Thank you, Madam Chair.
I will try to be brief, because we have to return to our study.
I have to say that I cannot support this motion. It totally changes the direction of the study on aviation safety we had agreed to do.
However, I recognize the relevance of the topic that is being proposed. It is likely a reaction to the news story that was broadcast by TVA last week. It would be entirely appropriate that our committee examine that matter. Unfortunately, we are being asked to accept that “air safety” means the same thing as “airport safety”, although these are two completely different topics of study.
Madam Chair, if you tell me that you want the committee to do another study on airport safety, I would agree with that completely, but we only have six short meeting hours to examine at least six or seven topics that involve air safety directly. The member is trying to get us to study airport safety. It seems to me that this is a substantive change.
Thank you very much, Madam Chair.
I would support my colleague in his assertion that this motion appears to be an attempt to change the entire focus of this study that was, I would suggest, previously discussed and agreed to by all members at the table.
It really doesn't make any sense to be rewriting the terms of a study the day that the study begins. We all submitted witnesses based on the focus area that was previously agreed to in this committee on February 23.
I think the Library of Parliament has already prepared its briefing. The briefing is based on a work plan that was agreed to by all members. We have the schedule already in place and I'm sure witnesses have been contacted.
It's also somewhat interesting that the mover of the motion has included the wording “that, in consultation with the Committee Members, the Chair be empowered to organize the schedule”, when that has already happened. This study has already been organized and a lot of work and energy has been put into it.
I recognize that something happened last week that could definitely be a component of this study, but to suggest that the study now focus on CATSA is, I think, somewhat disingenuous.
Thank you very much, Madam Chair.
Indeed, I was a bit surprised by the government reaction, by Mr. Iacono's reaction, to the very simple motion I introduced. The motion simply asks that the committee organize a meeting that would not necessarily be one of the six we had already planned. Its purpose would be to discuss safety at the Montreal-Trudeau Airport following the TVA report. I don't understand that reaction, because the motion I tabled was quite simple. We would invite airport authorities to come and reassure us about the situation and make information available to the members of the committee.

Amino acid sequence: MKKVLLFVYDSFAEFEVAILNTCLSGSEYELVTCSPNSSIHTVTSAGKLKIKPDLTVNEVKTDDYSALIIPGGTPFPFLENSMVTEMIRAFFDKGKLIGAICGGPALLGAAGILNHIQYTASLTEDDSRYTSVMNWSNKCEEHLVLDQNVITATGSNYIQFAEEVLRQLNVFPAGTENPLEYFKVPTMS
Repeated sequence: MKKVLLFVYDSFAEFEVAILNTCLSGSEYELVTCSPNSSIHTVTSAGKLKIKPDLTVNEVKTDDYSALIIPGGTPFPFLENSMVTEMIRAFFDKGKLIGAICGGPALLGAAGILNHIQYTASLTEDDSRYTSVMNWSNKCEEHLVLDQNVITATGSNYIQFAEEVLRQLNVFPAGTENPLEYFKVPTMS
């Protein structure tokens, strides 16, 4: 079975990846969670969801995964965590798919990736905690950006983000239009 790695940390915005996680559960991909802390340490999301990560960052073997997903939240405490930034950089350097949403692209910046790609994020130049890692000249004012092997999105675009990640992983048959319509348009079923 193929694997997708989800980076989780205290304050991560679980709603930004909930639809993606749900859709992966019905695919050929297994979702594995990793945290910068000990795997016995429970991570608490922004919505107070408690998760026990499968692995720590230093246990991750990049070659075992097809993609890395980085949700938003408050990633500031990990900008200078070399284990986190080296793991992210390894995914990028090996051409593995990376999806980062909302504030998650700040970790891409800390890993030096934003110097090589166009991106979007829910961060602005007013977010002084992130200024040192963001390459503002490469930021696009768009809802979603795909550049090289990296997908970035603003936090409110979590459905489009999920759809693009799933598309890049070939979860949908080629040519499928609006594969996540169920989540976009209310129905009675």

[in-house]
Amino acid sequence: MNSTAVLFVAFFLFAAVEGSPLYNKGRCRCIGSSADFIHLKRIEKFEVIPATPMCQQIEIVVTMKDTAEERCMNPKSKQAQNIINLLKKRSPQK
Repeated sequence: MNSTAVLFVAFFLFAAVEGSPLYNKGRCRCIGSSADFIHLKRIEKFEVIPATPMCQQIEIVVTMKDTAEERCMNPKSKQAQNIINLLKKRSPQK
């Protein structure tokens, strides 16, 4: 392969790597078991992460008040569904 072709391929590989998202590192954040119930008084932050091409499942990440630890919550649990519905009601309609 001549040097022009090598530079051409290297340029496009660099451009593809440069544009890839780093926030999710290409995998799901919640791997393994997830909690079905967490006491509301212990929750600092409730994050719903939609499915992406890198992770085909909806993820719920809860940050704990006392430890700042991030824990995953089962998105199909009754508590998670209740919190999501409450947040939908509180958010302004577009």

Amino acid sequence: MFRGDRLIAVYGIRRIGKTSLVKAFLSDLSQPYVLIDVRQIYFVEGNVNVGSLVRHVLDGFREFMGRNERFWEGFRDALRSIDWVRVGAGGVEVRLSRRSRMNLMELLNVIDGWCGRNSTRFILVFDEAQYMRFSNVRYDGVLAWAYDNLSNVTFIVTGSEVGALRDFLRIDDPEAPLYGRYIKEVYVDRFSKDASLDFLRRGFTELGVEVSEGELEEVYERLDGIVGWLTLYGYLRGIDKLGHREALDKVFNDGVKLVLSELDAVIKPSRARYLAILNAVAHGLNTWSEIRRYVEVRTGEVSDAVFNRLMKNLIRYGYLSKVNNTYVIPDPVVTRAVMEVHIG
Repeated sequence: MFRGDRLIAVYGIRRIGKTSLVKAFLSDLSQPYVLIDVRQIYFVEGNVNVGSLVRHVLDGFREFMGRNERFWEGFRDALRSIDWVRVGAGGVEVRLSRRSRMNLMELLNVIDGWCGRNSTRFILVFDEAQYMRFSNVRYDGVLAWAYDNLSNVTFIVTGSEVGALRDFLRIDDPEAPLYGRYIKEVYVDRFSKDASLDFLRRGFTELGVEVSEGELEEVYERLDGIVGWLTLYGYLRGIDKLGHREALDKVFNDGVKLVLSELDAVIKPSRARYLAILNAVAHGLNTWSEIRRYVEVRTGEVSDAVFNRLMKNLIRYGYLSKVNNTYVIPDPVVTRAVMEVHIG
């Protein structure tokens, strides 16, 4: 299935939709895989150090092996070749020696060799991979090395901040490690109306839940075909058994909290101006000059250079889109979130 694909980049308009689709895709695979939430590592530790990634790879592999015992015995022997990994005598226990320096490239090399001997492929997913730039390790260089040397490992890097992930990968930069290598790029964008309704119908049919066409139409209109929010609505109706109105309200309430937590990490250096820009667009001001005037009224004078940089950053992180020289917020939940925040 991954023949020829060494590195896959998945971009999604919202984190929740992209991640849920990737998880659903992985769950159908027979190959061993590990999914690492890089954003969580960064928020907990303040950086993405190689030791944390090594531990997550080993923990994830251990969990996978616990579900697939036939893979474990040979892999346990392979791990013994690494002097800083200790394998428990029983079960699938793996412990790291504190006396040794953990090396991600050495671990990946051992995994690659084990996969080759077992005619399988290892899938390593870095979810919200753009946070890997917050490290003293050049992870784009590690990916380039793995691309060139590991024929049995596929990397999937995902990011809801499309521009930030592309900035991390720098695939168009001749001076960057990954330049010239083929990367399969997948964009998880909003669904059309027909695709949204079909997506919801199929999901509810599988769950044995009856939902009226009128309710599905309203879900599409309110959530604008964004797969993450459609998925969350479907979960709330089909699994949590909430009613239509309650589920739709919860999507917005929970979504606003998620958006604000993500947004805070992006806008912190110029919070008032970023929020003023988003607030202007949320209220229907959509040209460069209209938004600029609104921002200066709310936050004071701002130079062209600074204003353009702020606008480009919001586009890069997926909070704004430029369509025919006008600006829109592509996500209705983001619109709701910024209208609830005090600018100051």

You know, when problems arise, when media highlight concerns, especially regarding safety in airports, it is part of our role and our duty as parliamentarians to pay attention and to dig deeper. We have to know if we, as parliamentarians, have a role to play in safety management at the Montreal-Trudeau Airport. We are talking about one Canadian airport, but there are others. I thought the motion simply wanted to give us the opportunity to hold an additional meeting.
This meeting could perhaps even be held at the Montreal-Trudeau Airport, at a different time than our usual meeting hours for our study on air safety. In that way, we could examine the situation on site and report to Canadians on our perception of safety at the Montreal-Trudeau Airport. It is our responsibility to reassure Canadians and to see whether there are lapses. If as parliamentarians we do not see any, it is our role to say so, to repeat that and to reassure Canadians that airport authorities have radicalization issues well in hand. We also must say so if we believe that is not the case.
And so that was the sole purpose of the motion we introduced. On the following day, I became aware of Mr. Iacono's motion, which completely changes the direction of the study on aviation safety we are beginning today. I see that representatives of the Transportation Safety Board of Canada are present here now. They have things to say, they too had to go before the media to make themselves heard because Transport Canada has to follow up on their recommendations. I think that is something we should take into account. That being said, we had come up with a good schedule, we had worked on it together, and we have to continue in that vein.